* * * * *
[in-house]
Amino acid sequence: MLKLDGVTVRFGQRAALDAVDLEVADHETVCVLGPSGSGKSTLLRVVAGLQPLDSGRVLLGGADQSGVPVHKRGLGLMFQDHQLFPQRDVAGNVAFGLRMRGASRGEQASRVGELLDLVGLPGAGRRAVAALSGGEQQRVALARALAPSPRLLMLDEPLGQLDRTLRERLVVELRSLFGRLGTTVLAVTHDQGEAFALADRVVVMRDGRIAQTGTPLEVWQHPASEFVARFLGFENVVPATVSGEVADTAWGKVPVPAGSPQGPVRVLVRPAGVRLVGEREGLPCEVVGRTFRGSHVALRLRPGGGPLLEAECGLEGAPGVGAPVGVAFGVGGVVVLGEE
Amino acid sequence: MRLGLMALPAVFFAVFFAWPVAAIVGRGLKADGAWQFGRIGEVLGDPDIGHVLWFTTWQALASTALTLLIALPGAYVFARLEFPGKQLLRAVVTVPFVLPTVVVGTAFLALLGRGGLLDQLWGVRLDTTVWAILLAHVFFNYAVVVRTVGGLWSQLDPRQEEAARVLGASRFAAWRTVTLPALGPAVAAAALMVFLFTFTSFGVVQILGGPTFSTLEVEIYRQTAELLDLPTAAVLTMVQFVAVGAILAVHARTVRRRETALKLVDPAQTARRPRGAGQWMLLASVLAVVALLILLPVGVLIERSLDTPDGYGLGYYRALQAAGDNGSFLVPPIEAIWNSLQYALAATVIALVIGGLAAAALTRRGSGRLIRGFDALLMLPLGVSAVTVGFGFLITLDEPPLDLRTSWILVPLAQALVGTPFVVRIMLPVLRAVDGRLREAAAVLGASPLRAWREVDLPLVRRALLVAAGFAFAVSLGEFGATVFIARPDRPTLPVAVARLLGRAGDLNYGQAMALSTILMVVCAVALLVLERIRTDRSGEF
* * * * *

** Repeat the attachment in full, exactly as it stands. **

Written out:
[in-house]
Amino acid sequence: MLKLDGVTVRFGQRAALDAVDLEVADHETVCVLGPSGSGKSTLLRVVAGLQPLDSGRVLLGGADQSGVPVHKRGLGLMFQDHQLFPQRDVAGNVAFGLRMRGASRGEQASRVGELLDLVGLPGAGRRAVAALSGGEQQRVALARALAPSPRLLMLDEPLGQLDRTLRERLVVELRSLFGRLGTTVLAVTHDQGEAFALADRVVVMRDGRIAQTGTPLEVWQHPASEFVARFLGFENVVPATVSGEVADTAWGKVPVPAGSPQGPVRVLVRPAGVRLVGEREGLPCEVVGRTFRGSHVALRLRPGGGPLLEAECGLEGAPGVGAPVGVAFGVGGVVVLGEE
Amino acid sequence: MRLGLMALPAVFFAVFFAWPVAAIVGRGLKADGAWQFGRIGEVLGDPDIGHVLWFTTWQALASTALTLLIALPGAYVFARLEFPGKQLLRAVVTVPFVLPTVVVGTAFLALLGRGGLLDQLWGVRLDTTVWAILLAHVFFNYAVVVRTVGGLWSQLDPRQEEAARVLGASRFAAWRTVTLPALGPAVAAAALMVFLFTFTSFGVVQILGGPTFSTLEVEIYRQTAELLDLPTAAVLTMVQFVAVGAILAVHARTVRRRETALKLVDPAQTARRPRGAGQWMLLASVLAVVALLILLPVGVLIERSLDTPDGYGLGYYRALQAAGDNGSFLVPPIEAIWNSLQYALAATVIALVIGGLAAAALTRRGSGRLIRGFDALLMLPLGVSAVTVGFGFLITLDEPPLDLRTSWILVPLAQALVGTPFVVRIMLPVLRAVDGRLREAAAVLGASPLRAWREVDLPLVRRALLVAAGFAFAVSLGEFGATVFIARPDRPTLPVAVARLLGRAGDLNYGQAMALSTILMVVCAVALLVLERIRTDRSGEF